Written by Matt Fraction
Art by David Aja
32 pages, color
Published by Marvel
Five years ago, Matt Fraction, Ed Brubaker, and David Aja teamed up to produce a revival of The Immortal Iron Fist. The series didn’t last too long, but it was a lot of fun, and it introduced Fraction and Aja to Marvel’s readers and well as them to each other. Now, Fraction and Aja have reunited for a new ongoing series starring Hawkeye of Avengers fame. And two issues into Hawkeye? All I can think is how much better Fraction and Aja have gotten since Iron Fist, and they were already good back then.
The first issue of Hawkeye was grounded firmly in the real world; aside from references to the Avengers, it was a story that could have taken place in a non-superhero universe and merely starred a vigilante/crime-fighter. With Hawkeye #2, Fraction enlarges the scope of the worldview a bit—the Hawkeye (Kate Bishop) from Young Avengers guest-stars and some villains from the Marvel Universe make an appearance too—but the comic never loses sight of its overall feel established in the previous issue. Superpowers are limited to hypnotism (which while more effective than in the real world, isn’t unbelievable), and it’s still about fighting the good fight. This is, at its core, street-level heroics.
Lots of Fraction’s little writing tics from the previous issue surface once more in Hawkeye #2, which is ultimately pleasing. The marked off by parentheses effect for people talking in languages that Hawkeye doesn’t understand is amusing, and the ever-shifting unknown language takes that previous joke and pushes it up a notch. More importantly, Hawkeye’s narration continues to guide the book. Little moments like, "See? She’s perfect," give the book a relaxed, conversational feel that is what helps define the comic. Played simply as an action story, Hawkeye #2 would be good. Told in this manner, though, it turns into your new best friend and his casual explanation of events.
After last month’s debut, I thought we’d built up the new supporting cast, but it’s nice to see that’s not the case. Kate Bishop (who with the end of Young Avengers and Avengers: Children’s Crusade has been without a comic to appear in) is a strong addition to the title, one who will hopefully appear again. She’s not so much a foil (which would have been an obvious role) but a mixture of protégé and confidant. It’s a good role for her to play, and it’s fun to see her having to save Hawkeye rather than the more predictable reversal. Ultimately, any character who can burst into a circus dressing room and say, "Hey, jerk du soleil," gets my vote for a return.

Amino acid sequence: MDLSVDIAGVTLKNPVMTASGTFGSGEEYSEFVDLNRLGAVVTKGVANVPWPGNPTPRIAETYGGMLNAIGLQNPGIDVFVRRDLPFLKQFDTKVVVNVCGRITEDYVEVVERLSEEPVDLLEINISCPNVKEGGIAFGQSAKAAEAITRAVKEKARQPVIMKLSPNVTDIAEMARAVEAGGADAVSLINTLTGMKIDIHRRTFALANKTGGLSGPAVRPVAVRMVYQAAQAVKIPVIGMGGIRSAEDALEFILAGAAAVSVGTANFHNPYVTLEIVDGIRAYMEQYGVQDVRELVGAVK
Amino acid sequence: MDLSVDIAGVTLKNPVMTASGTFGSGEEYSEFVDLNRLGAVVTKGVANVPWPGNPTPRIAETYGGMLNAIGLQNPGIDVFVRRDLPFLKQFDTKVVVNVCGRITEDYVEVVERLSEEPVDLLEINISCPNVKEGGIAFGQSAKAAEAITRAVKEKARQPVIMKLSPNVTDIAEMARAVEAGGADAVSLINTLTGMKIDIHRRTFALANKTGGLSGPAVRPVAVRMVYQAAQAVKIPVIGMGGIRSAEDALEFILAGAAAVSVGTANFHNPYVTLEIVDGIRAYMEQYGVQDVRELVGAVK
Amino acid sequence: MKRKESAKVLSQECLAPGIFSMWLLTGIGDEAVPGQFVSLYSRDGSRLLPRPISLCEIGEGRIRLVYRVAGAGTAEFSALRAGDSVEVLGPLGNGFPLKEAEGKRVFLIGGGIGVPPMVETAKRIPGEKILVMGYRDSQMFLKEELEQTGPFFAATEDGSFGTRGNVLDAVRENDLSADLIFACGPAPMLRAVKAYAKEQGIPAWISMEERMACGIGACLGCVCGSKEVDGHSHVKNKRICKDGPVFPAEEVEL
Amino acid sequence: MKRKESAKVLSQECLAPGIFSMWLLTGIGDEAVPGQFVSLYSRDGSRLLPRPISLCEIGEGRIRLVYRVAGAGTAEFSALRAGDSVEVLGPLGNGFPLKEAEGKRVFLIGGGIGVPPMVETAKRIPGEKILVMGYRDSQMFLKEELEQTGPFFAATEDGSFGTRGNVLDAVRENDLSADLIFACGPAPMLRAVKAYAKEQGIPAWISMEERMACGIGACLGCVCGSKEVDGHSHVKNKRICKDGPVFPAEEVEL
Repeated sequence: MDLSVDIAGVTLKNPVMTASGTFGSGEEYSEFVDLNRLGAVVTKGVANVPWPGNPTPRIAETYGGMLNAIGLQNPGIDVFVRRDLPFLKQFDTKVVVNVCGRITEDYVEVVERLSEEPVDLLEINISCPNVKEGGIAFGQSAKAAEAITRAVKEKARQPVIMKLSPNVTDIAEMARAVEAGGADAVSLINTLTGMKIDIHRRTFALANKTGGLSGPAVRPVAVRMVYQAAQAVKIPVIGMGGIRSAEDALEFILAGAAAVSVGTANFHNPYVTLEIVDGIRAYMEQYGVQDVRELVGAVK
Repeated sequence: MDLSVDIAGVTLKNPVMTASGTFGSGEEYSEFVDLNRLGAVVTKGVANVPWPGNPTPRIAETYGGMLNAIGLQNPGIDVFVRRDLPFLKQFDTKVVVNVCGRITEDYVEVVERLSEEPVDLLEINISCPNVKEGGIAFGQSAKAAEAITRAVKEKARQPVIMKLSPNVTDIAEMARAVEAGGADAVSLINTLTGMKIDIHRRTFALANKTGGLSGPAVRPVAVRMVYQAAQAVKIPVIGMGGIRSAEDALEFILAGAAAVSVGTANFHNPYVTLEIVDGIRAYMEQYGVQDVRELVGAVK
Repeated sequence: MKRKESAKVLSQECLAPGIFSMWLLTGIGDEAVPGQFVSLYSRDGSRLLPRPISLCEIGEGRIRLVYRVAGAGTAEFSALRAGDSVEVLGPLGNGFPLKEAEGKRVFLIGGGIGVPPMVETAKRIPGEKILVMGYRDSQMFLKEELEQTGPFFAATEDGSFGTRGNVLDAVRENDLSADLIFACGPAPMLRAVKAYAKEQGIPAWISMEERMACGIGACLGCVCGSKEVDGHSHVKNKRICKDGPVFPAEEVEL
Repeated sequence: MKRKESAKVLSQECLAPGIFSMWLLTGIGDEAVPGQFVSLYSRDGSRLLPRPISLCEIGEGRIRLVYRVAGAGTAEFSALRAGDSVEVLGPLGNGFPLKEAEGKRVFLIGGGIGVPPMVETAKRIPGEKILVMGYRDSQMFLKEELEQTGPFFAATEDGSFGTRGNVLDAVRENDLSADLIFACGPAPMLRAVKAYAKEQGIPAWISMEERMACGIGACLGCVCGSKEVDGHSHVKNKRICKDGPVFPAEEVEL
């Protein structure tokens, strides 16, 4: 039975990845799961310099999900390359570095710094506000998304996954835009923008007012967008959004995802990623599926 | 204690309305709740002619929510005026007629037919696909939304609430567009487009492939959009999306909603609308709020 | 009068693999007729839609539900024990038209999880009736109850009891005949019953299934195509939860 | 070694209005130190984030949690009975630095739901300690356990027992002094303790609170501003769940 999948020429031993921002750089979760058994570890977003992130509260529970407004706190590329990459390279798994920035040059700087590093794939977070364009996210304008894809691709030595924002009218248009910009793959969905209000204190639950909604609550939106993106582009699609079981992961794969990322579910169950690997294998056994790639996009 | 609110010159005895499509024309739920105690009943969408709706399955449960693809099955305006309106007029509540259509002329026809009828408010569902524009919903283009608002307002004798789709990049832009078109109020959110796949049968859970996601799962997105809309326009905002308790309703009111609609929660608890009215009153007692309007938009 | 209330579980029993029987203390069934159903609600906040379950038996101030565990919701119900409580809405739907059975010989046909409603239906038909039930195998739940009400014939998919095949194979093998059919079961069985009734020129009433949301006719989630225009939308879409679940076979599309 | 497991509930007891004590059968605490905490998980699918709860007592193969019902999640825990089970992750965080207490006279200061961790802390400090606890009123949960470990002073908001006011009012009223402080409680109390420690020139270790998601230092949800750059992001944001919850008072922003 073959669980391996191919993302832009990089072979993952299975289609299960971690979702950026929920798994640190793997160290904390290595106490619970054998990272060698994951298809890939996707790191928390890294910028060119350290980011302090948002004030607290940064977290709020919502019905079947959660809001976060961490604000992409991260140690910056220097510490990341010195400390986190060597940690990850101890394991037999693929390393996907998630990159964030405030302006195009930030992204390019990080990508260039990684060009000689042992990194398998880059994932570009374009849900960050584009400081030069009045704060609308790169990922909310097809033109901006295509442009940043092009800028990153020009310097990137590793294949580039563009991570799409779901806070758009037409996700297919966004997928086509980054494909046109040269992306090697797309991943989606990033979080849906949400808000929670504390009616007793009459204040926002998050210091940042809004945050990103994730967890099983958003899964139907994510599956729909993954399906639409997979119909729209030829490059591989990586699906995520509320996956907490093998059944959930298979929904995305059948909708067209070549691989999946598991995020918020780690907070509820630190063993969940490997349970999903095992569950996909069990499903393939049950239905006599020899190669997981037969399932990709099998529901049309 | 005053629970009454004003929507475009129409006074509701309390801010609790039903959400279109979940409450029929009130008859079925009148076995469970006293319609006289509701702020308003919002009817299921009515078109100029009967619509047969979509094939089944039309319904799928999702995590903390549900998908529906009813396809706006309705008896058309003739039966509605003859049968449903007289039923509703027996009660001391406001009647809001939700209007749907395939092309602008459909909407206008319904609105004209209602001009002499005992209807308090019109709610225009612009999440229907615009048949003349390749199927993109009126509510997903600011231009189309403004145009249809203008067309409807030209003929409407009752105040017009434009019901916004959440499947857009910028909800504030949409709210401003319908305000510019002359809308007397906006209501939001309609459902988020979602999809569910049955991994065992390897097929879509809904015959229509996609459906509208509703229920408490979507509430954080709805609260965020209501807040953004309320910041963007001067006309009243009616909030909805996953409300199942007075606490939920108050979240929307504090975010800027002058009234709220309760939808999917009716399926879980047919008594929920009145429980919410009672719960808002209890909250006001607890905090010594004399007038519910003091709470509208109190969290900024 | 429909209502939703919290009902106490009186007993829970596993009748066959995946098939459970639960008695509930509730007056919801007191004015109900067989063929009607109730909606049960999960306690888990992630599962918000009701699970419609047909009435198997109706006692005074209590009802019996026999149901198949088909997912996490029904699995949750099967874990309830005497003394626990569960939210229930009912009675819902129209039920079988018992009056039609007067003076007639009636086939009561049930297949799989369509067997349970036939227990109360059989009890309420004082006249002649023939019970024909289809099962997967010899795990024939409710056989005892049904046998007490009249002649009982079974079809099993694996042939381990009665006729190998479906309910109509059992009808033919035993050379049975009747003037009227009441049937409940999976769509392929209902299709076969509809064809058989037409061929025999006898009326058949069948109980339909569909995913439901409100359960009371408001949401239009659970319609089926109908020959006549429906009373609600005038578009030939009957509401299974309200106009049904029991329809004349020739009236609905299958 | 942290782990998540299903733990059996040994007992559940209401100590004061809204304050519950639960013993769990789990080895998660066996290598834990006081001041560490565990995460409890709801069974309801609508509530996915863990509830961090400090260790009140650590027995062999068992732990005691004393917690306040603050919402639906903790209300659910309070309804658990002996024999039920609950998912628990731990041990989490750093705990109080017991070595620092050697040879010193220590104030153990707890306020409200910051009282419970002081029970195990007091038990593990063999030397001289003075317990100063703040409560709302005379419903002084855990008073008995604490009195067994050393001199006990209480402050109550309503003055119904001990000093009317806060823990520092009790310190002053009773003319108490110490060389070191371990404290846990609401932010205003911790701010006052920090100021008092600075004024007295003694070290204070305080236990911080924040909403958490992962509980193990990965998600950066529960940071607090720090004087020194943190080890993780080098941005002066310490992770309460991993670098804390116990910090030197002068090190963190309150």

Just as important as Fraction’s writing, though, is Aja’s art. I’d always liked Aja’s art before, but it seems that when I wasn’t looking he stepped up his game big time. It’s now much more David Mazzucchelli influenced, harkening to his work on books like Batman: Year One. Very crisp and well defined figures make up a lot of that, certainly, but it’s more than just that now. Aja’s creating some amazing page layouts; often with dozens of panels (everything from talking heads to a time lapse where fourteen panels break down Kate saying, "That’s cool"), and occasionally using panel insets within a larger illustration to help delineate motion across a lobby. He’s still great at action sequences, too. Launching arrows isn’t the most dynamic of events, but watching Kate shoot as Hawkeye bounds up and down is far more exciting than one would think, and that’s just one moment where you can all but see the characters moving across the page. It’s a great looking comic, to put it mildly, and for whomever has to inevitably provide fill-in art for Aja, I pity them.
Some of the artistic credit also needs to go to colorist Matt Hollingsworth. He’s wisely staying away from computer coloring effects and sticking with flat, simple (but attractive) colors. He’s also sticking to a limited palette here; mostly purple and black (the colors of Hawkeye’s superhero outfit), with some blues and the occasional complementary color when need be. He’s not afraid to use a red or a yellow, but he’ll pick ones that don’t clash with those already chosen, core colors. It’s a delicate and careful decision, and the end result is staggeringly beautiful.
With more and more comics being written with an eye firmly focused on the collected edition, it’s a pleasure to see a book that’s so much fun to read issue-by-issue. Both issues of Hawkeye have stood on their own as single, focused stories that can be read in a vacuum and loved. At the same time, it feels like Fraction and Aja are building towards a larger picture that promises to engross the reader even more. I, for one, am not complaining. I never thought I’d be reading a Hawkeye series. Then again, I’d felt the same way about Iron Fist. If you aren’t already, check Hawkeye out. Highly recommended.